Tag: bottomlands

FLOW Demands State Reject Latest Enbridge Ploy


In comments submitted to state officials Friday, FLOW is urging state regulators to deny a bid by Enbridge Energy to install 48 new anchor supports on dangerous Line 5 at the Straits of Mackinac while evading scrutiny of alternatives that would protect the environment.

Enbridge’s latest request, if approved, would bring the number of anchor brackets to 198 that the governments have allowed the company to install since the early 2000s — completely changing the pipelines’ design. 

Structurally, this means that approximately 3 miles of pipeline are elevated in public trust waters above the bottomlands. But the design approved by the state in the 1950s had the pipeline resting in a trench on the lake bottom. 

“The fact that the Michigan Department of Environmental Quality and the U.S. Army Corps of Engineers continue to approve Enbridge’s anchor supports on the lakebed of the Lake Michigan as ‘repair’ and ‘maintenance’ is simply untenable,” FLOW says in its comments. “The highly increased risks of and alternatives to a completely modified design under both state and federal permitting laws requires a new agreement of occupancy and permits” under several laws.

“And given the recent anchor dents in the twin lines and rupture of the electrical line and release of toxic fluids, the risks to the Great Lakes are totally unacceptable,” FLOW said.

FLOW called on the state and federal governments to require that Enbridge:

  1. file a full and comprehensive application including a study of potential effects and feasible and prudent alternatives to Line 5 in the Straits in its entirety;
  2. suspend the flow of oil in Line 5 unless and until Enbridge files such application and evidence and obtains proper occupancy agreements, permits, or other approvals for this new or completely modified pipeline design; and
  3. consolidate into one application and examine the risks, impacts, and alternative analyses of the entire 645 miles of Line 5.

Read the full comments here.


Interview with Chris Doyal of the Grand Traverse Bay Underwater Preserve Council

byzantine-empire-public-land.-trusts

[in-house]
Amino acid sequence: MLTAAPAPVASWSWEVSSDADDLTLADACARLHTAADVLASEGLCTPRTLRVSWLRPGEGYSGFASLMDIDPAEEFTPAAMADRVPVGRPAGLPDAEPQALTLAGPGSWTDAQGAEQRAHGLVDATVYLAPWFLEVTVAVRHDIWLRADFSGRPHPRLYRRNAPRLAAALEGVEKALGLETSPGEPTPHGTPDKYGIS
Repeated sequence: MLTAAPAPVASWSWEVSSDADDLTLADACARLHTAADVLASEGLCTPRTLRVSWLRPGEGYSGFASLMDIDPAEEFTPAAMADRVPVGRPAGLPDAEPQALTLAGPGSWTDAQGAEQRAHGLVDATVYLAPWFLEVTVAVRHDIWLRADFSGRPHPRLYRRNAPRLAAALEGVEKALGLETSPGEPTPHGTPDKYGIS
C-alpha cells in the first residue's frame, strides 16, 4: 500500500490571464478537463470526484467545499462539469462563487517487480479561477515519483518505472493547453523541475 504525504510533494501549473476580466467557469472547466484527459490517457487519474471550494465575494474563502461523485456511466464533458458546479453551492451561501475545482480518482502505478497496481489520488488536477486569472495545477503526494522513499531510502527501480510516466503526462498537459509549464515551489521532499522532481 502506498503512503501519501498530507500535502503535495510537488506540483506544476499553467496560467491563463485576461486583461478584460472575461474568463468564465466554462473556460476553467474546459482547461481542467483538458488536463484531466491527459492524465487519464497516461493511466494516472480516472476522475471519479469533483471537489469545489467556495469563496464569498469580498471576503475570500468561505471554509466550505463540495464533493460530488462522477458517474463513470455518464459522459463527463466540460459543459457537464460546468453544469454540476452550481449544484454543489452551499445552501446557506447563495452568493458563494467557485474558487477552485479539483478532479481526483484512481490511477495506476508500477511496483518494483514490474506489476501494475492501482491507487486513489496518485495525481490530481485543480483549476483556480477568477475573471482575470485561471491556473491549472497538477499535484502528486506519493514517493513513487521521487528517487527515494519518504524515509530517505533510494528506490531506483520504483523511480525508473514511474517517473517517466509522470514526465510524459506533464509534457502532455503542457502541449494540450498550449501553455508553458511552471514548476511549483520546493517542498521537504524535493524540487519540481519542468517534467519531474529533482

Michigan is the 22nd largest state if you consider only the land within its borders that is above water.  But if you add its submerged lands, it’s the 11th largest. Much of the approximately 40,000 square miles of Michigan under water consists of Great Lakes submerged lands, which belong to the public and are managed by the state as trustee.

 A 1980 state law authorizes the creation of underwater preserves in these submerged lands.  Michigan’s thirteen underwater preserves include approximately 7,200 square miles of Great Lakes bottomland – an area larger than the states of Connecticut and Rhode Island combined. The underwater preserves protect some of the region’s most sensitive underwater resources.

The legislation imposes stiff penalties for disturbing shipwrecks and their artifacts. It is a felony to remove or disturb artifacts in Michigan’s Great Lakes.

 Divers were a principal force in the drafting of the 1980 law and today provide voluntary support to the preserve system. Supporters of the Grand Traverse Bay Underwater Preserve are becoming active in exploring and mapping the 295-square mile preserve. We interviewed Chris Doyal, president of the Grand Traverse Bay Underwater Preserve Council, Inc., to find out what the group is up to.


A carriage that fell through ice onto the floor of Grand Traverse Bay in the early 1900s.

How large is the group and how diverse the backgrounds?

We are currently in the process of reforming. The preserve was essentially defunct for a few years. We have reformed and now have a board of directors comprised of six people. All of our board members are local divers.

 

How did you personally get involved?

I was contacted soon after the preserve was formed in 2007. My expertise is in underwater photography, and I was asked to photograph the shipwrecks.

 

How can someone join?

We currently aren’t a group that has an official membership. We may head that direction in the future. People usually approach us to share additional historical information about the various sites within the preserve. Local knowledge is the best.

 

Is there a newsletter/regular email?

No, but we maintain a Facebook page and a website.

 

What are some of the more noteworthy discoveries the GTBUP group has made?

Our primary goal has been to do an inventory of the known shipwrecks within the preserve. If we come across something new, that’s great. But we still have a lot of work to do documenting the known sites. We’re currently working with the Grand Traverse Lighthouse Museum to locate and document shipwrecks around Northport.